Joe Versus the Volcano
Written and directed by John Patrick Shanley
Once upon a time, Tom Hanks was a comedic actor. From the early 1980s until about the early 1990s, Hanks made a name for himself as a goofy, fun-loving everyman. This streak continued until about 1993 when he won his first Academy Award playing an AIDS victim in the very laugh-free Philadelphia. This film marked the beginning of “serious Hanks” and the lovably dopey actor from the 1980s seemed to have evolved. One of the actor’s last full-on comedic roles was in the highly underrated romantic adventure Joe Versus the Volcano, a film critics weren’t too fond of during its 1990 release; however, it did strike it big as a cult favorite.
Joe Banks (Hanks) is a depressed hypochondriac who works at a dreary factory office in Staten Island. He couldn’t be more miserable and he works for a disgusting human being for a boss in Mr. Waturi (Dan Hedaya). When Joe is told by his doctor (Robert Stack) that he has something called a “brain cloud” and he is going to die in a matter of months, Joe decides to take matters into his hands and quits his awful job. Around the same time, wealthy industrialist Samuel Graynamore (Lloyd Bridges) visits Joe and proposes that he jump into an active volcano to appease a tribal people’s god on a Pacific island. This would in turn make a sizable profit for Graynamore. Joe accepts the proposition and his adventure begins. With Graynamore’s credit cards at his disposal, Joe goes into Manhattan to do some shopping. He purchases all the essentials for his trip including new duds, toys from Hammacher Schlemmer, and four giant luggage trunks which serve him very well throughout much of the film.
Joe Versus the Volcano is a quirky and fun film that, sadly, isn’t for everyone. Hanks is his usual charming self and the addition of Meg Ryan (in three roles) is a welcome treat. This would be the first of three onscreen appearances between Hanks and Ryan. The other two would be in 1993’s Sleepless in Seattle and again in 1998’s You’ve Got Mail. They will definitely go down in history as one of the greatest movie couples of all time. They just have this very natural way about them and a chemistry rarely seen in film today. With Joe Versus the Volcano, the duo join forces for the first time and in the movie, Hanks meets Ryan three times. She plays fellow office worker DeDe (brunette Ryan), Graynamore’s ditzy daughter Angelica (red-haired Ryan), and finally, Patricia (blonde Ryan), Angelica’s sister and the most normal of the three. Within seconds of meeting Patricia, you can just tell Joe is going to end up with her.
A good portion of the film takes place in the middle of the ocean, with Hanks giving a performance similar to a role he would deliver a decade later in 2000’s Cast Away. In fact, one of the film’s best scenes involves Joe gazing in awe of a gigantic ascending moon. For some reason, a gentle hum accompanies the moon as it lights up the sky. Joe is in absolute astonishment as well as being significantly dehydrated. He thanks God for his life and quickly passes out. This is just one the film’s many beautiful moments, moments which go beyond normal storytelling. Joe Versus the Volcano is like a fairytale, a fantastical tale full of uncommon heroes and plenty of surprises.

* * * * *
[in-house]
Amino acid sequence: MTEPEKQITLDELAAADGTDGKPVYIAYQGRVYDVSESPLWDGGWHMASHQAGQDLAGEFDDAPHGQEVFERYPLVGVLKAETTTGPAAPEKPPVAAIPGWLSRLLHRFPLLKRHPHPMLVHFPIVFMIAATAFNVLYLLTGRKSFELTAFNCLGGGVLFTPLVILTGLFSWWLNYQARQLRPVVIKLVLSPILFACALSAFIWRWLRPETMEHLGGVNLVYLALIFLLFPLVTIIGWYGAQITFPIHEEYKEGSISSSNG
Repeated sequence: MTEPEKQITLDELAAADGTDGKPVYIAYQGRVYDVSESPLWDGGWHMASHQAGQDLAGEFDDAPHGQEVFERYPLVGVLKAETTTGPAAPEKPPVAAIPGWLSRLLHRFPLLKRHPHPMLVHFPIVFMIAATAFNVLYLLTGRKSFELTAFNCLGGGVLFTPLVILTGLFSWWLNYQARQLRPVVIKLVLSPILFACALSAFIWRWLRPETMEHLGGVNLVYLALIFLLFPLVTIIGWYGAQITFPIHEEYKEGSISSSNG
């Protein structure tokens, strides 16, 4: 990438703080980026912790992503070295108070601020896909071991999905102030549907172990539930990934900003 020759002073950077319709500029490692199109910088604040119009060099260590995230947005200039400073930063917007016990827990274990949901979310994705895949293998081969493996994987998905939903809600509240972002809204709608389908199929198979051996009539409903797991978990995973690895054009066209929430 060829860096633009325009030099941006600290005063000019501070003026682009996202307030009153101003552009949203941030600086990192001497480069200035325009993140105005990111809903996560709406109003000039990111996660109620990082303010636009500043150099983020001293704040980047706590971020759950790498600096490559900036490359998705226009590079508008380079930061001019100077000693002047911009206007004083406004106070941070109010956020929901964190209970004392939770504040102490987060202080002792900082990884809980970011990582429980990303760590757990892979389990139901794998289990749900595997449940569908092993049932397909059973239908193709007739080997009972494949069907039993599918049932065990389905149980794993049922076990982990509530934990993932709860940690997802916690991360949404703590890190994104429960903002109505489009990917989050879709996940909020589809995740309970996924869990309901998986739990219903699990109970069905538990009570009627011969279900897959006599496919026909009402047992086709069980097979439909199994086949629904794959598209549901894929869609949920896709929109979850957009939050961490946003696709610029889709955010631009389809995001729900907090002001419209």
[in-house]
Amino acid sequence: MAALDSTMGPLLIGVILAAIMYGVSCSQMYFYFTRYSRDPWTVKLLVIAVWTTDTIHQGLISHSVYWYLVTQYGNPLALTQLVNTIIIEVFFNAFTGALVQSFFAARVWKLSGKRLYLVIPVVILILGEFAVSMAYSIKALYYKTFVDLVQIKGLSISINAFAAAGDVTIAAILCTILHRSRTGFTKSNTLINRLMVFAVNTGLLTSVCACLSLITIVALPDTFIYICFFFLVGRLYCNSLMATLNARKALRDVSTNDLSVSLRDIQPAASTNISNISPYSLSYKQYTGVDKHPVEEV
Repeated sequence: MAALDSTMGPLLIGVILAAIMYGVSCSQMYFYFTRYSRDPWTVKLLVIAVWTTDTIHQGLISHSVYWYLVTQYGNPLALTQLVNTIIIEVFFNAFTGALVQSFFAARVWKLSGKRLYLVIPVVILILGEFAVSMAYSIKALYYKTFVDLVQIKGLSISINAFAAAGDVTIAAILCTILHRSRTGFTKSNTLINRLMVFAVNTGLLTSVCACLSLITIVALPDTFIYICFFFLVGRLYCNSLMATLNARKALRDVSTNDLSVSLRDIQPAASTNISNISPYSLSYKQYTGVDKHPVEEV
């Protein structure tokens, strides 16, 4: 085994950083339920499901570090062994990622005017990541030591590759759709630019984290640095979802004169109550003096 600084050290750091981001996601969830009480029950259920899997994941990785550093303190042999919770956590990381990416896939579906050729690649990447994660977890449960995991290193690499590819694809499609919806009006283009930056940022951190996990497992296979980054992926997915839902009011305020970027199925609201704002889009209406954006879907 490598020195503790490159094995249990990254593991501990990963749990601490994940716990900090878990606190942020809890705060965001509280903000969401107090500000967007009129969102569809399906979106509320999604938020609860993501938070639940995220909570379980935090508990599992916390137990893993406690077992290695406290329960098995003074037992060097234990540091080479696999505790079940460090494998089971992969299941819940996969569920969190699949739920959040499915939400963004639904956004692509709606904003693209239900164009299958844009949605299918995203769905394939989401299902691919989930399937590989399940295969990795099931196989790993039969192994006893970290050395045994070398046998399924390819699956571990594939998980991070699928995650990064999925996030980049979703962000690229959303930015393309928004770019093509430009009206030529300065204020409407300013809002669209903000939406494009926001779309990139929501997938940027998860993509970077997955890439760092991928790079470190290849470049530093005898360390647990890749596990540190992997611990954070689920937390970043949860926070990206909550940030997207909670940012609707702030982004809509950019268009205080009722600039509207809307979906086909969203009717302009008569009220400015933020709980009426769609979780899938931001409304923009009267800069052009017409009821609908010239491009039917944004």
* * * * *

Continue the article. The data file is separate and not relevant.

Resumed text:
Writer/director John Patrick Shanley has given us a film that not only tells an interesting story but does it in a way that exceeds conventional narrative techniques. Joe Versus the Volcano contains two sides: the realistic and the dreamlike. Throughout the film, both of these worlds coexist, making for a very compelling and mesmerizing viewing experience. Joe meets colorful characters and experiences things ordinary protagonists usually don’t. Neon lighting and odd juxtaposition of objects and places are commonplace in the film. A similar world was conjured up in 1987’s Moonstruck, another romantic comedy which earned Shanley an Academy Award for Best Original Screenplay.
With Hanks and Ryan leading the cast, one must highlight the immense talent and offbeat humor supplied by Joe Versus the Volcano’s brilliant supporting cast. Ossie Davis is simply genius as Marshall, Joe’s sage-like chauffeur who instructs Joe on the finer things in life, clothes, hotels, etc. Barry McGovern gives an eerily perfect performance as a luggage salesman in another one of the film’s best scenes. Abe Vigoda pops up as chief of the Waponis, the island’s inhabitants. Nathan Lane is almost unrecognizable as one of the Waponi officials. With all this talent stuffed into one picture, it’s a shame more audiences didn’t take a liking to it.
If you watch Joe Versus the Volcano today, you’ll probably look at Hanks and think “Wow, what happened?” He was so full of life and energy back in the early 90s, a true comedy giant. Now, he seems to limit himself to dramas and mediocre biopics. Perhaps it’s due to aging. He’s slowed down a bit but his youthful spirit does seem to shine through occasionally, most recently in Saving Mr. Banks, where he played Walt Disney. Films like Joe Versus the Volcano transport audiences to a different time, a time in which young Hanks and the always beautiful Ryan fall in love. While their bodies age, their love lives forever.
If you are in the mood for a strangely beautiful film that captures the spirit of adventure and everlasting love, Joe Versus the Volcano might be the film for you. Steven Spielberg served as executive producer on the film and his vivid imagination and creative spark is present all throughout. Hanks hit the bullseye with this underrated gem and thanks to DVD, you can now see it, some 24 years later and remember, don’t forget your luggage.
— Randall Unger